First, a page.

Istanbul, Aug 20 () - Share America, an American foundation promoting stories and projects which raises debates on topics like democracy, freedom of expression, education and entrepreneurship, has announced an “electrifying idea” which could change our lives radically in suffocating metropolitan traffic.
“What if all paved surfaces could produce power from the sun?” asks the Project, created by two entrepreneurs Scott and Julie Brusaw.
The Brusaws couple, who work in the small town of Idaho, have taken an initiative to design futuristic solar roadways formed by a honeycomb of interlinking hexagons, along with a special glass surface constructed d in attempt to bear up the stresses of modern highways.
With support from the U.S. Department of Transportation, as well as the renowned crowd funding website of Indiegogo, the futuristic idea is to render a solar-powered road with its three main features:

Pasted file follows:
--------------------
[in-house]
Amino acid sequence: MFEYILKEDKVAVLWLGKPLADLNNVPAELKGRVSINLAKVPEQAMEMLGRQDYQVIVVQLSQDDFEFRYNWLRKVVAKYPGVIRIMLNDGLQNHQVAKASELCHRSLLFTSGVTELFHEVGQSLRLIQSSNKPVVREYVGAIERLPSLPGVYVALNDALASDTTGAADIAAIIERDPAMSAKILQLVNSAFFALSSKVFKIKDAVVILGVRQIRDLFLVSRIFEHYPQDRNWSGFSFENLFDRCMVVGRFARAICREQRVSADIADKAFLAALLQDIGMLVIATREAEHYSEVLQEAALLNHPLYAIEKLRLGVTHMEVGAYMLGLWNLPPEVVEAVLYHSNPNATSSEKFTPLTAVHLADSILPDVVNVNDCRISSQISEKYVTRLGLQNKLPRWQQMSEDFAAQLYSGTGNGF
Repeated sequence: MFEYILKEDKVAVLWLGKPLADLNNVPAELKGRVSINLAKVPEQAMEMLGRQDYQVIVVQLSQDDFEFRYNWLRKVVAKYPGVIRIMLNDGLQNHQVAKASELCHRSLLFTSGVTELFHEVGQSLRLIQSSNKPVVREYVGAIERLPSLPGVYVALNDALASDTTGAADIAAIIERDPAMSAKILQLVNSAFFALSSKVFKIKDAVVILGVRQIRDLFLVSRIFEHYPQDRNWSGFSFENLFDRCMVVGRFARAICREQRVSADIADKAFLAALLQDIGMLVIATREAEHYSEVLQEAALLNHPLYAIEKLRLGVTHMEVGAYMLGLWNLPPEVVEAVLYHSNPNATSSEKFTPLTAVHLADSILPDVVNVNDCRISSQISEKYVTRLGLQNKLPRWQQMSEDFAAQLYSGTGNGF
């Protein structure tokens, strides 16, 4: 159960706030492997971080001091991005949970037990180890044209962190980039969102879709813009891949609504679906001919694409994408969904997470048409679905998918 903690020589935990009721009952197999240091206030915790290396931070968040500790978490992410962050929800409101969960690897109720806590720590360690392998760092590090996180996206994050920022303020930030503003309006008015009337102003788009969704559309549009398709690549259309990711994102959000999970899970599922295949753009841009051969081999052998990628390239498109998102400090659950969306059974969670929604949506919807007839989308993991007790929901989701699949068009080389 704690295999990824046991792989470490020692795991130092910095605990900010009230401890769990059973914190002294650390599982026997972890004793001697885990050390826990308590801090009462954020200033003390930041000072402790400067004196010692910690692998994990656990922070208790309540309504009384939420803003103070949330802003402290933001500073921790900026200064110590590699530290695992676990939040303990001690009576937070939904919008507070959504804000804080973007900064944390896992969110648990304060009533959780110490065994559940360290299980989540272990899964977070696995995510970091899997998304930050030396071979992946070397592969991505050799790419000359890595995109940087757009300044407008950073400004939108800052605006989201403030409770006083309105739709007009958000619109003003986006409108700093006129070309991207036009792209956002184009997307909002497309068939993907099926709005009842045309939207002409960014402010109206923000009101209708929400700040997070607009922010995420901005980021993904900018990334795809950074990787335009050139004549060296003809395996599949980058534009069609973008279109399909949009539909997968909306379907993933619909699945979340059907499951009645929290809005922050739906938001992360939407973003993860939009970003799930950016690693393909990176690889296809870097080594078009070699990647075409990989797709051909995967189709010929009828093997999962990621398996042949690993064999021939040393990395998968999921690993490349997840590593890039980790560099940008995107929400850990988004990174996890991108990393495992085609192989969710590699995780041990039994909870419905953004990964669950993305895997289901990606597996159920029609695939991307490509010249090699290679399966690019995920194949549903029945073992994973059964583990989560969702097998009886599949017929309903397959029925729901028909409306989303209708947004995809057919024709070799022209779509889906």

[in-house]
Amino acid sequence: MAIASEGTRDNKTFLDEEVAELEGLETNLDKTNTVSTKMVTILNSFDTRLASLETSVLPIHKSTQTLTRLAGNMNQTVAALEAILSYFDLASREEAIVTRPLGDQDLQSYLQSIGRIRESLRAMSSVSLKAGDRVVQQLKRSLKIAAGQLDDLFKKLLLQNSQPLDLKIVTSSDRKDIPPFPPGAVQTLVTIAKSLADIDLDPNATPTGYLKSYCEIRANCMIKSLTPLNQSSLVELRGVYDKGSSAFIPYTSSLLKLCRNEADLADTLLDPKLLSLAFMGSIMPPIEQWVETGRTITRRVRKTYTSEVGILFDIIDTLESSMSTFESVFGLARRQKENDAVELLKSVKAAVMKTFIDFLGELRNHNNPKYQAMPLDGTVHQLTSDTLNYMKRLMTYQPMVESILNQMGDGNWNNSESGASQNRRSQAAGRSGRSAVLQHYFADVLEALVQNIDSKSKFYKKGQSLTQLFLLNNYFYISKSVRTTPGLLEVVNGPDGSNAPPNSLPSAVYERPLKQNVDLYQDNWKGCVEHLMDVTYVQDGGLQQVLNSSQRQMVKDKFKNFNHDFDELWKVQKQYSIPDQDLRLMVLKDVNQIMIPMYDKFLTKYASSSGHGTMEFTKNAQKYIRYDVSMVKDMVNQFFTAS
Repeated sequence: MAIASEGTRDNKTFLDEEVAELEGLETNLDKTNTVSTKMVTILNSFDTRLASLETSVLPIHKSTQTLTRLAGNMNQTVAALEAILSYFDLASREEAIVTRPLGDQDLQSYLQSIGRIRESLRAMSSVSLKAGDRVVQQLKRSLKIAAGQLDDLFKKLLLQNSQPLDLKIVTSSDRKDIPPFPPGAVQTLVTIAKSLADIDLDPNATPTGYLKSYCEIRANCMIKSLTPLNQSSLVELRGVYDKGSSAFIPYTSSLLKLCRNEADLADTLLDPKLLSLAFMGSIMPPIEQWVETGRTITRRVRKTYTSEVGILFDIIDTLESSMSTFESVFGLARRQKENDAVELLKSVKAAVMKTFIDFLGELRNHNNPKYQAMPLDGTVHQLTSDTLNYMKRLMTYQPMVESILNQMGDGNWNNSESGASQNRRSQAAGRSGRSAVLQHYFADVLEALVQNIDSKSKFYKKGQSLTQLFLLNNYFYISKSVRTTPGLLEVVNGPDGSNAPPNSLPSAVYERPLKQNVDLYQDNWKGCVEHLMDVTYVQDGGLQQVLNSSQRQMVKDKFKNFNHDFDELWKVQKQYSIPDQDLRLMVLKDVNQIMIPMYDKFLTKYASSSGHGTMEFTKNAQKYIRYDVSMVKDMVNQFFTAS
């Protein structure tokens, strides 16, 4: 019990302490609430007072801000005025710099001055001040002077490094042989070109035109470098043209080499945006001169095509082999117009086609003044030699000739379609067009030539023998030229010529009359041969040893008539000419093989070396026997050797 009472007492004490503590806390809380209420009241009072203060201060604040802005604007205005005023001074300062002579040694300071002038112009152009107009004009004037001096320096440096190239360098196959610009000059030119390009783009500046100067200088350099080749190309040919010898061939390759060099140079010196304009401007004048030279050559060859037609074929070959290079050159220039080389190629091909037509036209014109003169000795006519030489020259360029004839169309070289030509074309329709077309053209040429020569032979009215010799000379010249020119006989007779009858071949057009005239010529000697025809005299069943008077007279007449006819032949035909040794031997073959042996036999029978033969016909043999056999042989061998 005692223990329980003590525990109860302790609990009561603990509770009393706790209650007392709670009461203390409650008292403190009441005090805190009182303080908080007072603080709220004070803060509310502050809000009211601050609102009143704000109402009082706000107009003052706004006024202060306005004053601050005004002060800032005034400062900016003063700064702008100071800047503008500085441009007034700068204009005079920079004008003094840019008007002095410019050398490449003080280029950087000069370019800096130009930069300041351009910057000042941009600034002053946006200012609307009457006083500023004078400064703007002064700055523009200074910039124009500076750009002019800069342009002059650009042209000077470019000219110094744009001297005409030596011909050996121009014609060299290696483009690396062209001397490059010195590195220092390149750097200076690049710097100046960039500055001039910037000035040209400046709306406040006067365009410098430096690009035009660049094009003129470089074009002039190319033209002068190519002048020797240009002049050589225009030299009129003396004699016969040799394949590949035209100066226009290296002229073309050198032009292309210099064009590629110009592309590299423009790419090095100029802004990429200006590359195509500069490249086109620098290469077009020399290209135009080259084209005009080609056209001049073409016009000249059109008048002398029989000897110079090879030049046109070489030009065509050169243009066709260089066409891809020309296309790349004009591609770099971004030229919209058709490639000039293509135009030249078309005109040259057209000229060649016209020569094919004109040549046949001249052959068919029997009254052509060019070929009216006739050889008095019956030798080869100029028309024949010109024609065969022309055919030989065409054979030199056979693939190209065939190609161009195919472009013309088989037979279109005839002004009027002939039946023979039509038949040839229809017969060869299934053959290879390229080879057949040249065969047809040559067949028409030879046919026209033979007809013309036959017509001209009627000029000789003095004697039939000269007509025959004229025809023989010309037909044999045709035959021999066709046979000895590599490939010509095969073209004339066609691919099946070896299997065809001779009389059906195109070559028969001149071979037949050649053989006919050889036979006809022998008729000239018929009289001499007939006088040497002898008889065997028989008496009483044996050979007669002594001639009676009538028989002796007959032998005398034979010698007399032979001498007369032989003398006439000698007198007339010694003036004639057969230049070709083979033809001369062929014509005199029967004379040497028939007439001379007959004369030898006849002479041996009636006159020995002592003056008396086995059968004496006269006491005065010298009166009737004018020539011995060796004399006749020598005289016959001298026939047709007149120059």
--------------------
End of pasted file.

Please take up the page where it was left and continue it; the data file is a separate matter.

• Zero-emission electricity: Solar roads would be able to reduce the need for carbon-emitting power plants.
• A platform for innovation possibilites: Innovation of roadways could also promote new possibilities for green technology, ranging from storm water management to manufacturing with recycled materials.
The Solar Roadways Company belonging the couple already has launched constructions after having won a federal grant, which promotes transformative technology projects of small businesses. The parking lot constructed by the couple can display road markers, withstand heavy vehicles, and even melt snow and ice in severe weather conditions.
The couple will not stop here, apparently, since via the crowd funding network Indiegogo, through which ideas could be pitched to ordinary people who donate or invest promising projects, they have stepped up to bring their idea to the world a soon as possible.
The outcome was staggering, as almost 50,000 people from 165 countries contributed to the futuristic roadway project, having donated more than 2 million dollars.
Started with the dream of a one single solar-powered parking lot, the project could potentially bring sustainable, solar-powered paving to the public first in the U.S., and maybe to the world in the future.